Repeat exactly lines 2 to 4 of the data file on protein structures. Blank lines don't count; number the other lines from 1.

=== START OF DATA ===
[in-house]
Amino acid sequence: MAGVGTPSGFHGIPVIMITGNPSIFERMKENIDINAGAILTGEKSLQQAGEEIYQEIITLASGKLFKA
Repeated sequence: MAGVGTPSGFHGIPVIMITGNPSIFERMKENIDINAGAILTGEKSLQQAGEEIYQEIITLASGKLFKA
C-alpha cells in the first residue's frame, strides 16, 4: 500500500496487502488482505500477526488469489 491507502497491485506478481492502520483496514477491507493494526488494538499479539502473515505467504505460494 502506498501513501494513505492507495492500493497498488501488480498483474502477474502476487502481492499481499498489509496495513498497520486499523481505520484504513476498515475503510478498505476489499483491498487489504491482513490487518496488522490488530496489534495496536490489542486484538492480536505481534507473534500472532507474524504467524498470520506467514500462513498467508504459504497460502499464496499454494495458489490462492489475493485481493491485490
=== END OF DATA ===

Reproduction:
Amino acid sequence: MAGVGTPSGFHGIPVIMITGNPSIFERMKENIDINAGAILTGEKSLQQAGEEIYQEIITLASGKLFKA
Repeated sequence: MAGVGTPSGFHGIPVIMITGNPSIFERMKENIDINAGAILTGEKSLQQAGEEIYQEIITLASGKLFKA
C-alpha cells in the first residue's frame, strides 16, 4: 500500500496487502488482505500477526488469489 491507502497491485506478481492502520483496514477491507493494526488494538499479539502473515505467504505460494 502506498501513501494513505492507495492500493497498488501488480498483474502477474502476487502481492499481499498489509496495513498497520486499523481505520484504513476498515475503510478498505476489499483491498487489504491482513490487518496488522490488530496489534495496536490489542486484538492480536505481534507473534500472532507474524504467524498470520506467514500462513498467508504459504497460502499464496499454494495458489490462492489475493485481493491485490